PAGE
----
While some players may be headed to Ottawa for the weekend and others to various beaches, we, as fantasy owners, must not take the foot off the pedal over the next week. This is a checklist of to-dos over the NHL hiatus:
- If you are participating in a keeper league or in a one-year league and looking for next year’s breakout player, take a look at the different North American junior leagues (OHL, QMJHL, WHL), college leagues (CCHA, WCHA, ECAC, AH) and semi-professional leagues (AHL). In addition, don’t be afraid to check out European league (SEL, KHL, SM-Liiga) statistics, despite the fact they may require some translating. Also, check to see if any games are locally televised or broadcasted on the radio in order to gain insight into some players you might not normally hear of.
2. Take a look at the remaining games for all teams’ schedules. Look at the home and away splits, how many games teams have remaining as well as games that line up when your playoffs begin. The Bruins (16H, 19A), Rangers (19H, 16A) and Sharks (16H, 19A) have 35 games left this season, whereas the Senators (17H, 13A) only have 30 games remaining. In week one of the playoffs (March 12-18), the Wild and Canucks only have two games and in the finals (March 26-April 1), the Coyotes only have two games.
3. Glance over the most recent line combinations for different teams. This allows you to see why a certain player might be struggling as of late or who might be destined for a surge.
4. Analyze your team from top to bottom in all league categories. Look for its strengths and weaknesses in all areas and make the necessary changes accordingly. A player’s name or reputation could make it seem like he has ten more points on the year than he actually has in reality.
5. Peruse through your league’s free agent list and check to see who is sitting on the injured-reserve or who is currently set as day-to-day. Huselius, Ennis, Glencross, Bouchard, Gilbert, Rinaldo and Pitkanen could all add another dimension to your team in many formats and they are all are most likely available on the free agent list. What is there to lose by having another player on your roster who is simply sitting in an IR spot? Also, stay up to date on the injury status of the NHL’s star players (Toews, Jagr, Byfuglien), as you could find a useful tidbit on a player returning from the medical room sooner rather than later.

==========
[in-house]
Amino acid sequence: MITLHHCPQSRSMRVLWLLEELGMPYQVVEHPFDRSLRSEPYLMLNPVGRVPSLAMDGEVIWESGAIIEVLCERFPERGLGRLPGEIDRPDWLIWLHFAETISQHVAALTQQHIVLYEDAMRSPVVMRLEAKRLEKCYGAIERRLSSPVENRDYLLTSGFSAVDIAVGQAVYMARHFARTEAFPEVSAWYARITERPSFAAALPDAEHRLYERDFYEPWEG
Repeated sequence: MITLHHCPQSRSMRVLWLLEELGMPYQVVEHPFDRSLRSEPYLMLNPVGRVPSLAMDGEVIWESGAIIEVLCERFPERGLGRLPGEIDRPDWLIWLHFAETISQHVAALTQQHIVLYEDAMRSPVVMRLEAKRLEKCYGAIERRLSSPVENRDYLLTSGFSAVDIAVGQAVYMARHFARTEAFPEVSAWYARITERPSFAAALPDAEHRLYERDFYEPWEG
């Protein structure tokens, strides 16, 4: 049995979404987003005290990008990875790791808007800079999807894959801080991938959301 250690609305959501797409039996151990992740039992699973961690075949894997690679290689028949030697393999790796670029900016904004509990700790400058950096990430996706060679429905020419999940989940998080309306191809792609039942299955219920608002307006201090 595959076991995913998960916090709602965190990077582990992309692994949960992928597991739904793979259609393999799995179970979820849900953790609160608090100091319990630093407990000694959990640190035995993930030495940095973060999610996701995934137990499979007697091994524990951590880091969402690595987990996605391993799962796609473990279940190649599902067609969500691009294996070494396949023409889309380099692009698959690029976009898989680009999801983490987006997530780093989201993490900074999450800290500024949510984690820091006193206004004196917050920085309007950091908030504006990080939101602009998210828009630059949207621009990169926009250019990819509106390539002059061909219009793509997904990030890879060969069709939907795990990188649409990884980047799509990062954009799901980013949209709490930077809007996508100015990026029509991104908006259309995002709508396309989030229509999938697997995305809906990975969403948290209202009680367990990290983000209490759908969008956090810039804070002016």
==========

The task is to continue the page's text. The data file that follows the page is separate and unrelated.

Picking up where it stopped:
6. Evaluate the performance of your players as well as available free agents over the last fourteen days to a month. This is a great indicator as to who has been hot and who could remain hot for the next while.
7. If in a keeper league, look at the players on your team’s contracts for the upcoming season. When it comes to goalies, some teams might have excelling back-ups who just might be ready for a starting job elsewhere. A player such as Josh Harding is splitting time for the Wild, but come offseason, he will be an unrestricted free agent who could sign for a team in dire need of a starting goaltender.
8. Take a look at the current standings in the NHL. What are teams’ specific needs in the offseason and how will their draft position affect them? Yakupov is going to end up somewhere and when he does, who will be his potential go-to centreman?
9. Look for additional fantasy information using different resources. Diving into a fantasy hockey forum could assist you in your decision to pull the trigger on a deal or to scoop up the next hottest free agent.
10. Carefully read the list of sleepers who are destined for an offensive breakout: https://thehockeywriters.com/20-players-to-watch-under-20-owned-shaw-desharnais-and-more/
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